Belle Bernheft approaches the Bates College registration table at the former Longley School in Lewiston on Tuesday. Andree Kehn/Sun Journal Buy this Photo

LEWISTON – On a bright, sunny Tuesday outside Lewiston’s sole polling place at Longley School, Joe Paradis took satisfaction in the steady torrent of voters heading in to cast ballots.

Joe Paradis walks into the former Longley School to cast his vote Monday afternoon. Paradis says voting is a duty. Andree Kehn/Sun Journal Buy this Photo

Paradis, who’s 90, said he’s never missed a chance to vote.

Growing up in the city’s French community, he said, the necessity of voting was in the blood of everyone around him.

“You did your duty. You voted,” he said. “I was raised like that.”

Few of those casting ballots in the hotly contested Democratic presidential primary or a controversial vaccine referendum could match his decades of dedicated civic responsibility.

But they came anyway, piling out of a Bobcat Express van from Bates College or pulling up in a beat-up old truck or walking a few blocks to enjoy a glorious day that did more than hint that spring will eventually arrive.


Secretary of State Matt Dunlap, who’d been checking on voting across Maine, said it appears turnout is higher than expected. It’s been busy everywhere, he said, but everything’s gone pretty smoothly.

Pat Bergeron had no trouble casting her votes against a proposed repeal of mandatory vaccines for students and for “the big Donald” Trump to serve again as the Republicans’ candidate for the White House he won in 2016.

One of the few gripes at the polls in Maine, Dunlap said, is that in some small towns, where electronic tabulators are in use for the first time, at least a few voters wrote in alternatives to Trump on the Republican primary ballot.

Since a write-in was the only way to oppose Donald Trump as the party’s candidate — though those won’t be counted since nobody filed as a formal write-in — it irked some when election workers said something about them writing in candidates since doing so clearly indicated opposition to the president.

In some places, that might create at least a bit of concern.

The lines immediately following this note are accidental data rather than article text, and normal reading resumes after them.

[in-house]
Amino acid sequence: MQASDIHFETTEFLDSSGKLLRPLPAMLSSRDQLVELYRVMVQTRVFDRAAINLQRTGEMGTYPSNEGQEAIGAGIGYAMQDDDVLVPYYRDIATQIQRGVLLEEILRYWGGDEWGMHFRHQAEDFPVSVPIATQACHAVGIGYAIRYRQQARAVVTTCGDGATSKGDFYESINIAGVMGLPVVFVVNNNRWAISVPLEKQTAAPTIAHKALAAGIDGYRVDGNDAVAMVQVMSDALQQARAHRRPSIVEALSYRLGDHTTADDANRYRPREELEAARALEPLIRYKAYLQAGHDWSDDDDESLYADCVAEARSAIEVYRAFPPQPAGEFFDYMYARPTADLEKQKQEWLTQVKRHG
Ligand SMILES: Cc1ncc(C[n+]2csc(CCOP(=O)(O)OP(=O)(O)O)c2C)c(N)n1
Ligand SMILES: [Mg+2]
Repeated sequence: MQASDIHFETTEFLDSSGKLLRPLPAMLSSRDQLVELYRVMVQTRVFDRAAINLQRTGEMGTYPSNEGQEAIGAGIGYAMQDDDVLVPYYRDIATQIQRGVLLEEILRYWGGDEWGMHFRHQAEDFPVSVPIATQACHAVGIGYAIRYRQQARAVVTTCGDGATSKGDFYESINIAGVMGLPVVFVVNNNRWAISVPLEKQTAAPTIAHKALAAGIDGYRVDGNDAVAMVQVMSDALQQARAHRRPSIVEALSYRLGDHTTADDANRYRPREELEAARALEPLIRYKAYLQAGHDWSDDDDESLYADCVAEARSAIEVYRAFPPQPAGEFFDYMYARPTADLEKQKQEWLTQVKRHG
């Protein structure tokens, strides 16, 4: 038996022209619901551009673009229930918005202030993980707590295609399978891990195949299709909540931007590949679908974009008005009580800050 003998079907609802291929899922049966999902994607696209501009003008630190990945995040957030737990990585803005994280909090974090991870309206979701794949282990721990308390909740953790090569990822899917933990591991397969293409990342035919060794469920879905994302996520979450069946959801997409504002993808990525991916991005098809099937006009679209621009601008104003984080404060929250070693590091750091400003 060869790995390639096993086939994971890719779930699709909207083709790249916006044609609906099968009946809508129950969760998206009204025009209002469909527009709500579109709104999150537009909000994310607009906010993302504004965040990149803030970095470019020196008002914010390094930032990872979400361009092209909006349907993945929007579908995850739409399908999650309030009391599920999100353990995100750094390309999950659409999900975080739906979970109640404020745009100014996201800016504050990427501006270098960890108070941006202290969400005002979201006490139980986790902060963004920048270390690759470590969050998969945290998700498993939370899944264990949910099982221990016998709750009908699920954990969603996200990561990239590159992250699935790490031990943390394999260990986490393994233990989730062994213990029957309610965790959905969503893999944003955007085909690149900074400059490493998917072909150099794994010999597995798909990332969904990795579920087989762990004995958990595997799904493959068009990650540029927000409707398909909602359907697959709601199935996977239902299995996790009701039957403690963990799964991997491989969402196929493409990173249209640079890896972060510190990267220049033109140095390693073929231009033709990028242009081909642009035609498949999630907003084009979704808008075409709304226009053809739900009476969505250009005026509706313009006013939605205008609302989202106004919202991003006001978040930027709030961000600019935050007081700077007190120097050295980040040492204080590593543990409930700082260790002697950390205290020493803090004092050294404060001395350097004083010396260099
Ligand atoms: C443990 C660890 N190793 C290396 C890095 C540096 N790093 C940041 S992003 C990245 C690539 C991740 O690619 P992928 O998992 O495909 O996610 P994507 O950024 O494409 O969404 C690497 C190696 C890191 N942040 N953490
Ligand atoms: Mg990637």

In Democratic-leaning Lewiston, though, lots of voters showed up mostly to make a selection from among the five active Democratic candidates for president.


There’s no telling which of them is doing well and which poorly, but U.S. Sen. Bernie Sanders certainly had some enthusiastic backers at the polls.

Noreen Parent and Marie Chapman pick up their ballots to vote at the former Longley School in Lewiston on Tuesday. Andree Kehn/Sun Journal Buy this Photo

Zach Pushee said Sanders has the best chance to defeat Trump so he voted for the Vermont senator.

So did Eric Viera, a Bates senior, who said the country needs “some type of radical change” to catch up with many European nations — a change that Sanders would push for.

Viera said the United States could “do a lot of good” around the world if it could put aside the notions of those who “only care about ourselves.”

For Mike Neff, Sanders simply sounds more convincing than his Democratic rivals, including former Vice President Joe Biden and U.S. Sen. Elizabeth Warren of Massachusetts.

Neff said he’s sure Sanders “would do a better job than what Trump’s doing.”


Not everyone was for Sanders, of course.

On his way in to vote, Dave Cyr said he would probably go with Biden. Sanders, he said, “is too much of a socialist for me.”

Tim Hunter, a Bates sophomore, said he favors Warren because she has so many good plans to deal with issues across the board. It’s a sign, he said, that she knows how to surround herself with bright people who can do the job.

That’s “a sign of a good leader,” Hunter said.

Voters who talked to the Sun Journal uniformly opposed Question 1, but that doesn’t mean anything about how the referendum will turn out.

Cyr said he knew people who had polio when they were young and he has no interest in risking a return to a time when children needed walkers and braces if they survived at all.


Bergeron said she’s a nurse and believes everyone ought to be inoculated.

“Everybody ought to be protected,” Pushee said, because it doesn’t make sense to risk getting a disease that’s largely preventable.

Dunlap said he’s not too worried about foreign interference in Maine’s voting despite warnings this week from U.S. intelligence agencies that Russia is angling to attack the election again.

With paper ballots, he said, the votes can always be counted.

He said that foreign countries that want to meddle are more apt to try to get Americans to wrangle even more with one another on social media, fostering chaos and anger. He said they create fake news sites, push fake news stories and rely on Americans to share them as if they are real.

It’s been so effective a tactic, Dunlap said, that sometimes questions asked by polling place moderators “originated in the hallways of Russian intelligence.”


Fortunately, he said, Americans are growing more sophisticated about what’s going on.

Plus, in the end, people are “in control of their own vote,” Dunlap said.

The polls close at 8 p.m.

Republicans and Democrats have presidential primaries. All eligible Mainers can cast a ballot on Question 1.

Related Headlines

Only subscribers are eligible to post comments. Please subscribe or login first for digital access. Here’s why.

Use the form below to reset your password. When you've submitted your account email, we will send an email with a reset code.